There are stars showing student performance on tests, bar graphs displaying school funding, pie charts revealing teacher experience.

The colorful pages released Monday by New York state officials are an illustration of how the state could display information about schools to the public. Creating a “dashboard” is part of the state’s broad rethinking of what it means to be a successful school under the new federal education law.

State officials stressed that this is only an illustration of what it could look like and it’s very much a work in progress. They are not required to submit the “dashboard” with their final plan, which is required by September under the federal Every Student Succeeds Act — so they have some time. Still, the early glance provides clues about the state’s approach.

The state’s new dashboard reflects its desire to avoid a narrow focus on test scores and instead provide several different measures of whether a school is succeeding or needs to improve. Under ESSA, dashboards can include virtually any statistic, including comparisons among similar students, suspension rates or factors such as school funding and teacher experience.

The main drawback of dashboards is that they can be confusing. Between bar graphs, scatter plots and rating systems, they can make it difficult for parents or the public to draw simple conclusions — or even understand the information — about their own schools, critics argue.

So far, the head of the state’s Parent Teacher Association said these dashboard mock-ups are a good sign, but there is more to discuss.

“Overall, this would be a step in the right direction,” said Kyle Belokopitsky, its executive director. “The sample may need revisions so parents can fully understand the content.”

Here are the mock-ups provided Monday, which the state cautioned are early drafts and would not be finalized without parental input.

Sample “School-At-A-Glance”:

The one-page snapshot includes information about whether students have completed advanced coursework, such as passing Algebra II or graduating with an Advanced Regents diploma. It also has information about test scores and graduation rates, but comparisons —  at least on the draft — occur only in a 1-4 rating system based on a formula that determines how a school compares to others in the state.

Sample “Report Card Dashboard”:

This more detailed draft report uses one to four stars to show how schools compare to other schools statewide, both as a whole and in terms of how they serve particular subgroups, including African-American students, Hispanic students or English language learners. The “subgroup” idea has already generated some controversy, with critics arguing it sets lower expectations for some groups of students and could be confusing for parents.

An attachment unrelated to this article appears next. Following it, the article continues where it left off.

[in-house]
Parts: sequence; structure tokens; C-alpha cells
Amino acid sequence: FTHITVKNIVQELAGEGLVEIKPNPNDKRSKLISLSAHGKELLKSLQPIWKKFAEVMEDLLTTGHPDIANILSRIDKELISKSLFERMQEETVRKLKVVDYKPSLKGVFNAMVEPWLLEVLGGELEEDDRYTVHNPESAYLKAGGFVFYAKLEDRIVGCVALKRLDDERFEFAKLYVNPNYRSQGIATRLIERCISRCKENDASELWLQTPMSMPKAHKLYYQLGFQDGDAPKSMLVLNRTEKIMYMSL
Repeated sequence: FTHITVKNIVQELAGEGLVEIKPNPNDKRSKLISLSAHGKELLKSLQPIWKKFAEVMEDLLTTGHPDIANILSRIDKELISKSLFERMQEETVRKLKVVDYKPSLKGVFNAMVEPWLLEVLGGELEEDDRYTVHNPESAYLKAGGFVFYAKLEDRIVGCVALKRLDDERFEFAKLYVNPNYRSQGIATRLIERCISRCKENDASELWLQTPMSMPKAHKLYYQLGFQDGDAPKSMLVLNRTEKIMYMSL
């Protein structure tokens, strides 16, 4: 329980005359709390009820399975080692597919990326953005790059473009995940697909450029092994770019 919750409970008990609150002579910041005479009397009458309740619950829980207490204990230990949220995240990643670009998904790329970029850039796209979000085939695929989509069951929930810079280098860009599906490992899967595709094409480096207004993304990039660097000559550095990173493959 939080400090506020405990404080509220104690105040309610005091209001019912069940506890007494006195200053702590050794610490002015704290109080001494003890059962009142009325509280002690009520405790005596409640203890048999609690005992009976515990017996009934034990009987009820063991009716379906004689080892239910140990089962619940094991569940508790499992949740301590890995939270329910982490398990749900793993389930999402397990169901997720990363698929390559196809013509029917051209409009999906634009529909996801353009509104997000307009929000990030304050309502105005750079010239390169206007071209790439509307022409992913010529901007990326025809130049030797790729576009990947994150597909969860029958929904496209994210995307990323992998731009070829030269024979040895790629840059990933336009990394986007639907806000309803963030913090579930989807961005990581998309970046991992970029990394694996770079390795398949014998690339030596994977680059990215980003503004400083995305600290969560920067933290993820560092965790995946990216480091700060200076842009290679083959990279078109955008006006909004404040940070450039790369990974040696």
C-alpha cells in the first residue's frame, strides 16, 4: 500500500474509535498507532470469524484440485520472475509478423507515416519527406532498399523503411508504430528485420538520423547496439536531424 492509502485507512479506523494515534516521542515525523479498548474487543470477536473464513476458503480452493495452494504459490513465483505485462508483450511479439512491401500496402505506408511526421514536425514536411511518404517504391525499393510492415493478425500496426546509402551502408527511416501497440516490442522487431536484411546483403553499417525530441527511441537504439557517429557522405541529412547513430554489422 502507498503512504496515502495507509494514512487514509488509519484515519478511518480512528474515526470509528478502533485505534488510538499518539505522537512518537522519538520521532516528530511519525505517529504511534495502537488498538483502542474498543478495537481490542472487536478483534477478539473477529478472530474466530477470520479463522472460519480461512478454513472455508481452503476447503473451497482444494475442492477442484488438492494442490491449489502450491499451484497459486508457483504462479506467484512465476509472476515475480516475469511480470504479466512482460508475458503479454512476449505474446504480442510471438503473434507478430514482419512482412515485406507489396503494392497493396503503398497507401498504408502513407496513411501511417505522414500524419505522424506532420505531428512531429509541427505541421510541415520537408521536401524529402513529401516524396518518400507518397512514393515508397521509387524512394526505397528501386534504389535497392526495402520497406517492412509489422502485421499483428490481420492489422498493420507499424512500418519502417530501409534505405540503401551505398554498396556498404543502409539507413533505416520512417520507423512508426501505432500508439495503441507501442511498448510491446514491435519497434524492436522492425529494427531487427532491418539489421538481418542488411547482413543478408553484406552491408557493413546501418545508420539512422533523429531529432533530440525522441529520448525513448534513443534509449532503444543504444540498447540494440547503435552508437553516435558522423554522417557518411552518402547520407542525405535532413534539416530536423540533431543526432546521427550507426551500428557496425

The more information the state provides, the more complicated the dashboard can get — and that garnered some apprehension from observers.

“I hope they’ll be clear about how these school report card stats were generated,” tweeted Bobson Wong, a teacher at a large public high school in Queens. “Lots of hidden info in there.”

State Education Commissioner MaryEllen Elia said the state will work with parents to ensure it is easy to understand.

“We’re going to be working with groups of parents,” Elia said. “That will all be part of a process to gather what it is we really need to include and when we include it, what’s the best way to include it so that it’s transparent.”

The dashboards also give the state a chance to experiment with “equity” indicators. Some of the sample measures included in the mock-ups include the ratio of guidance counselors to students, access to specific classes, or level of integration.

Taking a more careful look at “inputs” like these is in line with the direction the Regents have been headed under Chancellor Betty Rosa’s leadership: away from evaluating schools based on student test scores and toward an approach that tries to assess whether their students had access to a quality education. In an interview with Chalkbeat earlier this year, Rosa explained her theory of improving schools.

“Just because you raise the bar [does not mean] the student can jump over that bar without building the steps to get them there,” Rosa said. “For me, it’s more important to build those steps.”